What kind of output?
An area where you can really spend more than you need to is by selecting the wrong kind of output for a particular product. In a word, if quality and long runs are called for, conventional offset is the way to go. If you just need a few hundred, something you can output on a colour laser printer may be a viable alternative.
A company or club newsletter may only need from a dozen to a few hundred copies, and might be cheaper to print on your own office equipment or quick-print provider rather than a traditional printer. If, on the other hand, you have a high production run, then a conventional printer is probably the best way to go.
Printing Presses / Conventional Printing
With printing presses, there is a lot of preparation work that has to happen before a single sheet is printed. This has a dramatic effect on the cost of short-run work, because these prep costs are a fixed expense. The upside is that the quality is high, and it’s consistent; and with longer runs the setup cost becomes less of a factor.
Inkjet and digital short run work
In this process, there is very little preparation work (with the associated costs), and the turnaround is very quick. The quality is not always as good as conventionally printed work, but for short runs it’s a great option to have. The costs tend to be pretty consistent regardless of the size of the print run, but cost per sheet tends to be considerably higher than offset in larger quantities. This has to be balanced against the lack of set-up charges associated with more conventional printing. One of the really nice things is that you can often output your newsletter in your own office with your own equipment.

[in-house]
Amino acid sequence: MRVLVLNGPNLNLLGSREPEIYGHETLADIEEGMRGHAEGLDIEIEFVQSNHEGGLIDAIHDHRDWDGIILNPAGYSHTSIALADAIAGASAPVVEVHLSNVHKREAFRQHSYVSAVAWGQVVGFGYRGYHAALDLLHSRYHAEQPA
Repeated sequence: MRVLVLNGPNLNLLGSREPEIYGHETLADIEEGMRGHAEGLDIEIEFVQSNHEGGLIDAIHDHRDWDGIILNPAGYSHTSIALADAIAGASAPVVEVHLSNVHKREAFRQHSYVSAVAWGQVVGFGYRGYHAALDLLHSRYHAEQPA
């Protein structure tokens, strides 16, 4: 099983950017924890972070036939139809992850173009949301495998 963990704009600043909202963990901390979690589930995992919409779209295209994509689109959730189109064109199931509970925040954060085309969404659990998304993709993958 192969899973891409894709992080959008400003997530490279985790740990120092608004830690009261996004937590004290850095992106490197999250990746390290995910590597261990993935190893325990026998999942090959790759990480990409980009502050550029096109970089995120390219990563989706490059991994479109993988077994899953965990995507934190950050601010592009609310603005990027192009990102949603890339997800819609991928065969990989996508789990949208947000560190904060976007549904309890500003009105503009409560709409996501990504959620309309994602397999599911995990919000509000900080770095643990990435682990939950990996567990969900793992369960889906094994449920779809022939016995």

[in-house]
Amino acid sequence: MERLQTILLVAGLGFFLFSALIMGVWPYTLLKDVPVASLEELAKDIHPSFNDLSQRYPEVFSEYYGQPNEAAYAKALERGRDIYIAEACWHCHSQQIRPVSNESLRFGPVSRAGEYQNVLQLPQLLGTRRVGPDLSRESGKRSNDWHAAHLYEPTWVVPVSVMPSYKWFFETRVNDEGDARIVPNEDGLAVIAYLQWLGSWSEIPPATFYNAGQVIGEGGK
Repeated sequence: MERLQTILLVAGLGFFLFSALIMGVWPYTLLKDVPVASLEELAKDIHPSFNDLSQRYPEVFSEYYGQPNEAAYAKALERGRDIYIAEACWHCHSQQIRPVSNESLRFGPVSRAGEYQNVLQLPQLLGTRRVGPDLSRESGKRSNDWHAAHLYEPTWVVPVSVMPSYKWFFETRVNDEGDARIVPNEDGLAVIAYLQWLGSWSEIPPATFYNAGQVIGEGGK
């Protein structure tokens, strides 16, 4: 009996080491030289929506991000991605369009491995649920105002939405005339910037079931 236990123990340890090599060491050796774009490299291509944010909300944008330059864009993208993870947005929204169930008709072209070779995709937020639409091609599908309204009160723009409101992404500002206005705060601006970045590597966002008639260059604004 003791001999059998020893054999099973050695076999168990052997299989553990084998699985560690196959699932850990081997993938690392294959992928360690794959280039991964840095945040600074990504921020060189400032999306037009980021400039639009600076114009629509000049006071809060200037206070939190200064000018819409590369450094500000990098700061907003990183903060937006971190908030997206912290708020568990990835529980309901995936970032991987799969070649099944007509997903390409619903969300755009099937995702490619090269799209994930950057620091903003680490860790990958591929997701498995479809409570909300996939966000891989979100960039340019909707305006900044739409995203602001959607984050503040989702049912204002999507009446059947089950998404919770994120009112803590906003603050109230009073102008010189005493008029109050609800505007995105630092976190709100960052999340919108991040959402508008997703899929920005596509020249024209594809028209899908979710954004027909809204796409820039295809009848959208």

It all boils down to unit cost. For short runs, digital printed is more economical; for longer runs, go with conventional output. Sidekick Graphics can advise you on your options and shop for the best solution on your behalf. Give us a call at 604-773-0035 today!